The ACP1000 is a history-making reactor. "Under development since 2010, the ACP100 integrated PWR's preliminary design was completed in 2014. The major components of its primary coolant circuit are installed within the reactor pressure vessel. In 2016, the design became the first SMR to pass a safety review by the International Atomic Energy Agency," reports WNN.
China continues to lead the world in building domestic nuclear capacity.
Japanese Utilities Slapped With Antitrust Fines
Japan's Fair Trade Commission will slap three utilities with record-high fines.
"Kyushu Electric Power Co., Chugoku Electric Power Co. and Chubu Electric Power Co. limited acquisition of power customers within another company’s region from 2018, which is against the nation’s competition laws," Bloomberg reports.
In 2016, Japan liberalized its power market, which let regional utilities expand into rivals' turf, thus creating potential for monopoly domination of certain areas. The fine totals in the tens of billions of yen--at least $71 million.
"A spokesperson for Chubu Electric said the company is not aware of the accuracy of the Nikkei report. A spokesperson for Chugoku Electric said the company couldn’t comment. Kyushu Electric and the JFTC weren’t immediately available to comment," reports Bloomberg.
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- Nigeria hopes to increase its oil production next year. Reuters reports, "Nigeria is working to meet its OPEC oil production quota of 1.8 million barrels per day by the end of May next year, the minister for petroleum resources Timipre Sylva said on Monday."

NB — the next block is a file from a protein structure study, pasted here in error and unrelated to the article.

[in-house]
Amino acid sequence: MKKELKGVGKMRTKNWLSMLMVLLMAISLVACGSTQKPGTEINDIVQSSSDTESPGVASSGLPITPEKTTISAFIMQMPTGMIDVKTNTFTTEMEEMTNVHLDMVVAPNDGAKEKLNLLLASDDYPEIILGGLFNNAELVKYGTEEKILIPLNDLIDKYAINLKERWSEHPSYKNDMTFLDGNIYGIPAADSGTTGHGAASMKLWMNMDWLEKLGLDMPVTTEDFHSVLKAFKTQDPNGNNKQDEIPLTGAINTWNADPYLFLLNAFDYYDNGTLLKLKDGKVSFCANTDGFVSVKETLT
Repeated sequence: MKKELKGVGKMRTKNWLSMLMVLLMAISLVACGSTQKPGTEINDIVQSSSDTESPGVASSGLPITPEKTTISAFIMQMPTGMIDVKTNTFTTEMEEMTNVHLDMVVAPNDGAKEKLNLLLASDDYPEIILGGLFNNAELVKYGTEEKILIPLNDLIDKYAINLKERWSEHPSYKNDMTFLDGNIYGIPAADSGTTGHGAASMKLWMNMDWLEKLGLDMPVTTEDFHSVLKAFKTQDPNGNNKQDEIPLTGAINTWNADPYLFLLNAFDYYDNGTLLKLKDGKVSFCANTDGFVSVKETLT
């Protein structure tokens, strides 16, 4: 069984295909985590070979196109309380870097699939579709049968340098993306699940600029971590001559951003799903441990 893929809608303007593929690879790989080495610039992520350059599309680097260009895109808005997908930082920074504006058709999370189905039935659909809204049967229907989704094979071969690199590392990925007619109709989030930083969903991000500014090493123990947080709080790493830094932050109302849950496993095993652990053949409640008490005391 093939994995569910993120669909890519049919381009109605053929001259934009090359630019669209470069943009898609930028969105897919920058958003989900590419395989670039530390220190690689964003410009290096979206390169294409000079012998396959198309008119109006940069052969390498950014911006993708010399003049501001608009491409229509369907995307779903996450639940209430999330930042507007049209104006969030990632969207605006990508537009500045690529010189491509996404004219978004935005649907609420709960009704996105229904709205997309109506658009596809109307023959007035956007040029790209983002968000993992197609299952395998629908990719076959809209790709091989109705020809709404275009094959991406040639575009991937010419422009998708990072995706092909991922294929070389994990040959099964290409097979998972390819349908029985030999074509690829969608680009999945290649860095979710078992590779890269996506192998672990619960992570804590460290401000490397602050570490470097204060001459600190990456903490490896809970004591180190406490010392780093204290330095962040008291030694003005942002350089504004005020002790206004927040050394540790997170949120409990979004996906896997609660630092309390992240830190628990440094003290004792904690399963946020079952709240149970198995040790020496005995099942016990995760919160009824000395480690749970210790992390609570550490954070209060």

- The oil situation in Libya has improved. "Libya's Government of National Unity has lifted the force majeure on oil and gas exploration activities in the North African country and called on international oil companies to resume their operations amid an improvement in security," reports S&P Global. "The Tripoli-based GNU said in a Dec. 5 statement that it would provide the necessary support and ensure safety, while the state-owned National Oil Corp. also said IOCs with exploration and production agreements needed to restart exploration activities in the country."
- Turkey is blocking millions of barrels of Kazakh crude from leaving the Black Sea due to a new policy that demands tankers show that they are properly insured. "The government in Ankara is insisting the ships have a letter from their insurer guaranteeing cover while in Turkish waters, something that's yet to happen. The move follows European Union and UK sanctions that only allow insurance of vessels carrying Russian crude if the oil on board is bought at or below $60 (€57) a barrel," reports The Independent. "The result is that at least 20 carriers holding 18 million barrels of crude oil have been waiting for several days to pass through the Bosphorus and the Dardanelles shipping straits. All bar one have cargoes from Kazakhstan on board and a local port agent report said the vessels are waiting for clarification of their insurance status."